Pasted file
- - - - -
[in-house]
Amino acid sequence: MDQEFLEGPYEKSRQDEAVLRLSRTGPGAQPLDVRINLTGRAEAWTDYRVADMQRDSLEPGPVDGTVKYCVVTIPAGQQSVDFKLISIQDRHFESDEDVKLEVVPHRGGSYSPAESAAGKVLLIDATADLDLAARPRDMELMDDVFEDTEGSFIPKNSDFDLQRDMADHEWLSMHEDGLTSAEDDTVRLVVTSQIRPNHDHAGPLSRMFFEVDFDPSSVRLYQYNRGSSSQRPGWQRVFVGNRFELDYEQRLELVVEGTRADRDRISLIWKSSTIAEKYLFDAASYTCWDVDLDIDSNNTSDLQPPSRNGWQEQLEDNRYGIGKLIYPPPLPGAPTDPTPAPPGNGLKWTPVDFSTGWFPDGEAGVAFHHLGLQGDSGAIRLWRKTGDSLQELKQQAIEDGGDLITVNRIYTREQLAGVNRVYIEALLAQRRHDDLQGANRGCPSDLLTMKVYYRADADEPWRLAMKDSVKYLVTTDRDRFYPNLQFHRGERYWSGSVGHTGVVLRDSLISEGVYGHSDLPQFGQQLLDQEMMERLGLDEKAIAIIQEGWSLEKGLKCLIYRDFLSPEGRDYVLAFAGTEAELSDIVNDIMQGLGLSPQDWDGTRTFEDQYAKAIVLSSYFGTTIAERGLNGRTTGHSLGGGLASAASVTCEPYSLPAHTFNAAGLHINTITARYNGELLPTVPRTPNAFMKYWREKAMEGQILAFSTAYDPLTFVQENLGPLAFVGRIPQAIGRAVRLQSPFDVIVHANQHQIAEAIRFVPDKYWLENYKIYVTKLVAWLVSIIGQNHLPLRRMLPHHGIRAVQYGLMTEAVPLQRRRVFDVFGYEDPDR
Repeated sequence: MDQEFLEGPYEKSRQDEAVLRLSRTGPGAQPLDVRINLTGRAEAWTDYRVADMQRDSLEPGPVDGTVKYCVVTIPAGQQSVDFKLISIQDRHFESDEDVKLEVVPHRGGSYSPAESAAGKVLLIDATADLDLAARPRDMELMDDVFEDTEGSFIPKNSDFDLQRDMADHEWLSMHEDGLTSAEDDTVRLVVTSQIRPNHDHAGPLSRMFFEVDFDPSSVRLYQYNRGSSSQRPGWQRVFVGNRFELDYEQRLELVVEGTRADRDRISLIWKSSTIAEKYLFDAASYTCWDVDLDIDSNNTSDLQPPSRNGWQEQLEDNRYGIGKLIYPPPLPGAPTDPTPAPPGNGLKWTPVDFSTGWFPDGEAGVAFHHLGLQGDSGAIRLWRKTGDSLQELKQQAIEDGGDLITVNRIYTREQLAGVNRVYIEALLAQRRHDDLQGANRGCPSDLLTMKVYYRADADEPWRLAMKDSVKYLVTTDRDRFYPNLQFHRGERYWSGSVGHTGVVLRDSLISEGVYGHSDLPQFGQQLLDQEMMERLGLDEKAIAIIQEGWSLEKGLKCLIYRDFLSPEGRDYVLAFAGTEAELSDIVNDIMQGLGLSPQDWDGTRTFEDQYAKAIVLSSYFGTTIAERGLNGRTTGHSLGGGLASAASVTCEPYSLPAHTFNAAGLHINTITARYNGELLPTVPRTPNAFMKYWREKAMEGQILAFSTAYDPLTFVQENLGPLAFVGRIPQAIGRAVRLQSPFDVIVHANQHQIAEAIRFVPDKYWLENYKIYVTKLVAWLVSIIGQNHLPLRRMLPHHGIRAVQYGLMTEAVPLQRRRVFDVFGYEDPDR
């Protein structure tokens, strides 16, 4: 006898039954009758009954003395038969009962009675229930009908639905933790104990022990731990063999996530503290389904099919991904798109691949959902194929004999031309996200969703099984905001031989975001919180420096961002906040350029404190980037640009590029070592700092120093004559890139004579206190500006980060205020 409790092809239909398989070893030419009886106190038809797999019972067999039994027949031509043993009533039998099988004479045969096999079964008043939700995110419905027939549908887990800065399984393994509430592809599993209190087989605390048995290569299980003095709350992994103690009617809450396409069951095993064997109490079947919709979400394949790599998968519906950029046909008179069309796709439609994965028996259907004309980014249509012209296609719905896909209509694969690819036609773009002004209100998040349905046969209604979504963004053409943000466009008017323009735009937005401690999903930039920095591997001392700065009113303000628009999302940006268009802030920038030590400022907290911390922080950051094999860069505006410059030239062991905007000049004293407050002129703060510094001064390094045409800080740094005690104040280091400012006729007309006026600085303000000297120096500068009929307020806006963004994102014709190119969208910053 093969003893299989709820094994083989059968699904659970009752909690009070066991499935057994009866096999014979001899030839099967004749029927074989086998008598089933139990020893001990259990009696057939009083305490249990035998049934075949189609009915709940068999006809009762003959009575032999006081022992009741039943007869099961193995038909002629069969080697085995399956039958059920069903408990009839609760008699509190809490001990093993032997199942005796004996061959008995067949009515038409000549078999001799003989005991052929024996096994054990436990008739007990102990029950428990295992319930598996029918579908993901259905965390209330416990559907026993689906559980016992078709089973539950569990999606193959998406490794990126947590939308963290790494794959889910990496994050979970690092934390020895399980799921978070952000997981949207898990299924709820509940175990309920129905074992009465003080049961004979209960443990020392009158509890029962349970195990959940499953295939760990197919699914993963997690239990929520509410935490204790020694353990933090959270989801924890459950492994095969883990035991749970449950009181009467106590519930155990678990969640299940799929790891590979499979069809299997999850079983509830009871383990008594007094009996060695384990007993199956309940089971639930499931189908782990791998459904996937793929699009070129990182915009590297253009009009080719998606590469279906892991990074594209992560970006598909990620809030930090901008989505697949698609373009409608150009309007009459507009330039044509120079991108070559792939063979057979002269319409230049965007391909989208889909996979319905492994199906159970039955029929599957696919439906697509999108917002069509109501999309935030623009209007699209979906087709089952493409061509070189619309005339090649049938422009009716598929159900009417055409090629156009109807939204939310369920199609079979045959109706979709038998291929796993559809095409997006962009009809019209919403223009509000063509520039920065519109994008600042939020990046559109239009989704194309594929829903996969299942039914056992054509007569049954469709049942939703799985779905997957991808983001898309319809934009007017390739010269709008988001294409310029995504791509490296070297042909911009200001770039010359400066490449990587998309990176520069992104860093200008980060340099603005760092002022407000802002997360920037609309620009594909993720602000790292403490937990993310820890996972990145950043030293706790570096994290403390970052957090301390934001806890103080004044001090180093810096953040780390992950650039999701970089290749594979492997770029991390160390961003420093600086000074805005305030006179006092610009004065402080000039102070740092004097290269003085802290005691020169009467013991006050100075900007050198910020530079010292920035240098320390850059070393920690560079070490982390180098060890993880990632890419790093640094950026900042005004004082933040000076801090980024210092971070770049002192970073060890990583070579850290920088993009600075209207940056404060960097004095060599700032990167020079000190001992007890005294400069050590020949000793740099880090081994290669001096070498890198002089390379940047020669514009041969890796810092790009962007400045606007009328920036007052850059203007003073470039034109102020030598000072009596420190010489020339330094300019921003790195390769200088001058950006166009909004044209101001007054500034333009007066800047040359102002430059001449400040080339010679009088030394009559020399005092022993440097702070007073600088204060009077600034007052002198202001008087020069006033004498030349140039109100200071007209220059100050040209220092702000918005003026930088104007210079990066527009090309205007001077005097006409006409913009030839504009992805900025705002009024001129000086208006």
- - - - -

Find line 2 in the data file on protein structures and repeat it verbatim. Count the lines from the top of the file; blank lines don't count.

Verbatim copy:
Amino acid sequence: MDQEFLEGPYEKSRQDEAVLRLSRTGPGAQPLDVRINLTGRAEAWTDYRVADMQRDSLEPGPVDGTVKYCVVTIPAGQQSVDFKLISIQDRHFESDEDVKLEVVPHRGGSYSPAESAAGKVLLIDATADLDLAARPRDMELMDDVFEDTEGSFIPKNSDFDLQRDMADHEWLSMHEDGLTSAEDDTVRLVVTSQIRPNHDHAGPLSRMFFEVDFDPSSVRLYQYNRGSSSQRPGWQRVFVGNRFELDYEQRLELVVEGTRADRDRISLIWKSSTIAEKYLFDAASYTCWDVDLDIDSNNTSDLQPPSRNGWQEQLEDNRYGIGKLIYPPPLPGAPTDPTPAPPGNGLKWTPVDFSTGWFPDGEAGVAFHHLGLQGDSGAIRLWRKTGDSLQELKQQAIEDGGDLITVNRIYTREQLAGVNRVYIEALLAQRRHDDLQGANRGCPSDLLTMKVYYRADADEPWRLAMKDSVKYLVTTDRDRFYPNLQFHRGERYWSGSVGHTGVVLRDSLISEGVYGHSDLPQFGQQLLDQEMMERLGLDEKAIAIIQEGWSLEKGLKCLIYRDFLSPEGRDYVLAFAGTEAELSDIVNDIMQGLGLSPQDWDGTRTFEDQYAKAIVLSSYFGTTIAERGLNGRTTGHSLGGGLASAASVTCEPYSLPAHTFNAAGLHINTITARYNGELLPTVPRTPNAFMKYWREKAMEGQILAFSTAYDPLTFVQENLGPLAFVGRIPQAIGRAVRLQSPFDVIVHANQHQIAEAIRFVPDKYWLENYKIYVTKLVAWLVSIIGQNHLPLRRMLPHHGIRAVQYGLMTEAVPLQRRRVFDVFGYEDPDR